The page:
- Strategy EN5 – Protect and manage high-value conservation lands ($15 billion): Provide strategic matching funds to help conserve and maintain high-priority natural and agricultural lands, including but not limited to, Priority Conservation Areas and wildland-urban interface areas.
According to MTC Executive Director Therese McMillan, “alongside the pandemic, the early 2020s have ushered in a broad awakening to racially discriminatory policies in public and private spheres alike, opening necessary and often painful discussions in all corners of the nation. While the Bay Area has a long history of working together to create a better region, government agencies must step up like never before to meet the moment. To earn the trust of the people they serve today, institutions must address exclusionary policies of the past. Plan Bay Area 2050 represents an important step for regional governments to address decades of discrimination by prioritizing and quantifying equity in more direct and ambitious ways than previous Bay Area long-range plans.”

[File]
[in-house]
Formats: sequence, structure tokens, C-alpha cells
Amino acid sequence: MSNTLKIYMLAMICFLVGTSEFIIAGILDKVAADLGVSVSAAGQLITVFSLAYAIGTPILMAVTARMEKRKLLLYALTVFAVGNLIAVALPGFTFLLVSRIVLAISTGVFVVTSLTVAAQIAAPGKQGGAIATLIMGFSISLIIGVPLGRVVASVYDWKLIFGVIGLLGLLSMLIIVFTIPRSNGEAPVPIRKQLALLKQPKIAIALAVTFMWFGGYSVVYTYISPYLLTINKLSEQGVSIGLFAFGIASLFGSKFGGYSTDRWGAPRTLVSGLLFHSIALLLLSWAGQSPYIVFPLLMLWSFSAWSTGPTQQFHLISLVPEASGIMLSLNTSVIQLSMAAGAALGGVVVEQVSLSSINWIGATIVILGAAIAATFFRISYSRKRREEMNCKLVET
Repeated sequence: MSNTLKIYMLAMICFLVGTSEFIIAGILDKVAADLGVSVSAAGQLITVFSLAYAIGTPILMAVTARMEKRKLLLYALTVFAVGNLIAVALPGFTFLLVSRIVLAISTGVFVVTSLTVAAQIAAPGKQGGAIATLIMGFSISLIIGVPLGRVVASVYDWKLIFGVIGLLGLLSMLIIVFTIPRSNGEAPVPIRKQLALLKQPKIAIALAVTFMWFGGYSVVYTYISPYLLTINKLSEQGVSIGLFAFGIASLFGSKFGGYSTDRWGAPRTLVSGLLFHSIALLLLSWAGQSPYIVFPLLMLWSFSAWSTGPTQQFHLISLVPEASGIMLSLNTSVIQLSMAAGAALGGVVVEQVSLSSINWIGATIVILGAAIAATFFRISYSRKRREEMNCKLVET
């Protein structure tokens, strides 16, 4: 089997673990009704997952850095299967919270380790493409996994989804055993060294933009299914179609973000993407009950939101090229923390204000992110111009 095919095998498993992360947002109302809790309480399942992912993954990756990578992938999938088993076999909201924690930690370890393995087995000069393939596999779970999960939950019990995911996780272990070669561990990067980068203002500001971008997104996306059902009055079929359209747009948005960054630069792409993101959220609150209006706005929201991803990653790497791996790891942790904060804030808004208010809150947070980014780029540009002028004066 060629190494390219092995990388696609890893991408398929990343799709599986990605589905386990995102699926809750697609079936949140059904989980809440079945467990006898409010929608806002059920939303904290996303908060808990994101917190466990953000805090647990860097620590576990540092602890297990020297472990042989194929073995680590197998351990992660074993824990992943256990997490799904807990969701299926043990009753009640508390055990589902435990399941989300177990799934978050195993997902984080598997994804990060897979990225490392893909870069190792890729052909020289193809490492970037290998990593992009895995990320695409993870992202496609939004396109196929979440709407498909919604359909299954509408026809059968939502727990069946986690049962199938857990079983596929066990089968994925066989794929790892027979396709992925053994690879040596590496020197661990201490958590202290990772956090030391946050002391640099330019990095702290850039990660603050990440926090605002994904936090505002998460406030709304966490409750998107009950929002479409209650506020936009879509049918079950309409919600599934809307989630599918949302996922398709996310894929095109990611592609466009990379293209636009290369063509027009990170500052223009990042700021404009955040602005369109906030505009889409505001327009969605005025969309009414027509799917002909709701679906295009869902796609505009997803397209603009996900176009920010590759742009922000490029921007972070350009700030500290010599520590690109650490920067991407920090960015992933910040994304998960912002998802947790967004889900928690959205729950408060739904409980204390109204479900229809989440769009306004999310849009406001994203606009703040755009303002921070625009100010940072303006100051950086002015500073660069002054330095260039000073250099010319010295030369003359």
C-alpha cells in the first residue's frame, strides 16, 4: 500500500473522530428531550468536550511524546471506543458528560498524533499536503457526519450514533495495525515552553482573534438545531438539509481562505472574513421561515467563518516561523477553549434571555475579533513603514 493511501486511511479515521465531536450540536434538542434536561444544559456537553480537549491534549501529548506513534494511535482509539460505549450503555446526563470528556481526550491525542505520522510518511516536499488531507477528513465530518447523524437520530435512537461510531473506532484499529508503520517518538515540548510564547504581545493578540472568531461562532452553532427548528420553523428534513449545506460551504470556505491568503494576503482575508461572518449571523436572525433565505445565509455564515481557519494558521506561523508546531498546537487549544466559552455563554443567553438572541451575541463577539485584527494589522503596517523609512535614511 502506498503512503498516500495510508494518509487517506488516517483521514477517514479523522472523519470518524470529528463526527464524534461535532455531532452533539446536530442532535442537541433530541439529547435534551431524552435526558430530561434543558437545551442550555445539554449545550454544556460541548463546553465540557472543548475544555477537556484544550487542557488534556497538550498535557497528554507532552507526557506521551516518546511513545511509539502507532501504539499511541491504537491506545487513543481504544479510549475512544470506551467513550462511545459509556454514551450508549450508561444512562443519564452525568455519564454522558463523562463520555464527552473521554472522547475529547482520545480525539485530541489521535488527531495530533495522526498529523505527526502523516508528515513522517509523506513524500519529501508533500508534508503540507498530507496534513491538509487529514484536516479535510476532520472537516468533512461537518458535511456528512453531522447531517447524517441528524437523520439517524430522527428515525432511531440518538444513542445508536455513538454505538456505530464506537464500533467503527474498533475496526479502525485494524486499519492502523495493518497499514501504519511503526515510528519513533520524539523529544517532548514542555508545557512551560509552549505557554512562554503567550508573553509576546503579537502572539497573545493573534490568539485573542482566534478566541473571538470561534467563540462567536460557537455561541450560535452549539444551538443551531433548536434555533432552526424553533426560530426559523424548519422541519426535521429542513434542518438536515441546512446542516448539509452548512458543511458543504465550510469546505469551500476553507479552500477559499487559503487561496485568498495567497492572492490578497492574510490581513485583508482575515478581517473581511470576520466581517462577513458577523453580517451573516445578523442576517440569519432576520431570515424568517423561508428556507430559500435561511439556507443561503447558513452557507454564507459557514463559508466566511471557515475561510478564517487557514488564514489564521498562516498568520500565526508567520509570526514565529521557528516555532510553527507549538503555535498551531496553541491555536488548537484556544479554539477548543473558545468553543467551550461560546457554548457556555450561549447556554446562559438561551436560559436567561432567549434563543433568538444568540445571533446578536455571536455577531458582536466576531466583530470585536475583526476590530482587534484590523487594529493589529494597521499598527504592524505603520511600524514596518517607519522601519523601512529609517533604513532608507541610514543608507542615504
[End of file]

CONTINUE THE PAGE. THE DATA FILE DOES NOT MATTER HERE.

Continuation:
What Happens Next?
As a region, we have a lot of work to do and MTC cannot implement these bold strategies alone. While citizens’ engagement was fundamental to shaping the plan, the next step will be implementation. “Plans don’t build units and we’re going to have to take action collectively to advocate for legislation and funding so that we can preserve affordable housing, prevent displacement, and that must be a key focus of the work we’re going to be doing in the coming months and years,” said Berkeley’s mayor, Jesse Arreguin, at the meeting.
The implementation will require partnerships and an unprecedented level of collaboration among stakeholders in the region. We applaud MTC/ABAG for taking a bold, holistic approach to tackling the region’s biggest challenges and look forward to continuing to work closely together on making these strategies become a reality, including for opportunities to fund the Implementation Plan. The impacts of climate change are increasing at alarming rates and more so than ever before. We need to think about regional solutions for local issues.
Read more about Plan Bay Area 2050 here.